In 1992, a new style of restaurant inspired by the centuries-old ramen stalls of Japan opened in London. Quick and affordable but with a holistic approach emphasizing fresh ingredients, Wagamama quickly won over health-minded dining enthusiasts feeling the pinch of the recession. Since then, Wagamama has mushroomed into a global brand with franchises across the UK and in Tokyo, New York and Boston.
The company owes its success to a Japanese business philosophy known as “kaizen,” the idea that small, positive, daily changes lead to continuous improvement.
“Wagamama: Feed Your Soul” — the latest of several cookbooks produced by the restaurant chain —illustrates how this philosophy can be adapted to the kitchen.
In a brief foreword, Steven Mangleshot, Wagamama’s “global executive chef,” describes how slurping ramen outside a famous Tokyo fish market led to a lifetime love of Asian food. That’s where the first-person ends.
The rest of the text belongs to the dozens of chefs from diverse backgrounds whose work reflects the principles of balance, freshness, mindfulness and sustainability that define the Wagamama brand. Recipes typically feature noodles or rice, an array of colorful vegetables, a basic protein, good broth and a flavor-packed sauce.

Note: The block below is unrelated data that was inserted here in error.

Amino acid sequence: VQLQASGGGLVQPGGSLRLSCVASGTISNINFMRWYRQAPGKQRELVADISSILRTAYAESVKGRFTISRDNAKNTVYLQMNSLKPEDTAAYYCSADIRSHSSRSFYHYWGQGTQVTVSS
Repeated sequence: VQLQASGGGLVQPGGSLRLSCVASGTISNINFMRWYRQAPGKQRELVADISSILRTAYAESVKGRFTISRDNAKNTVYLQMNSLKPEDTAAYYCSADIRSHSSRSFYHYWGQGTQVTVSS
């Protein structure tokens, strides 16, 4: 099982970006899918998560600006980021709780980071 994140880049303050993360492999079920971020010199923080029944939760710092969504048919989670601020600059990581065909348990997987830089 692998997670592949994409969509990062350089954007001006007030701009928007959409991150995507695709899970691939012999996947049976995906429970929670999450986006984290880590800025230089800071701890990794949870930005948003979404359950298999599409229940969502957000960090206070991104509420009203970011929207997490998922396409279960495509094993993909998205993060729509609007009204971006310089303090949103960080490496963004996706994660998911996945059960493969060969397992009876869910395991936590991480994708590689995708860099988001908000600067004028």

Most are designed for two servings and can be made in less than an hour. For the more ambitious, there’s a small section in the back with instructions — some illustrated — for making basic ramen noodles, gyoza skins, stocks and pickles.
I followed the shortcuts to prepare Kimchee Shrimp Ramen. I marinated the raw shrimp from my freezer in a four-ingredient Chili Katsu Sauce, gave them a quick stir-fry, then arranged the seafood in bowls with a fish sauce-spiked vegetable broth, soba noodles, bean sprouts, cilantro, scallions, spoonfuls of prepared kimchee and lime wedges for garnish.
I pulled out the soup spoons and never-used chopsticks hiding in the back of the silverware drawer, then tucked into these invigorating bowls of goodness that looked and tasted exactly as the recipe promised. I also took note of how I felt afterward: neither exhausted nor sluggish, but energized.
Susan Puckett is a cookbook author and former food editor of The Atlanta Journal-Constitution. Follow her at susanpuckett.com.
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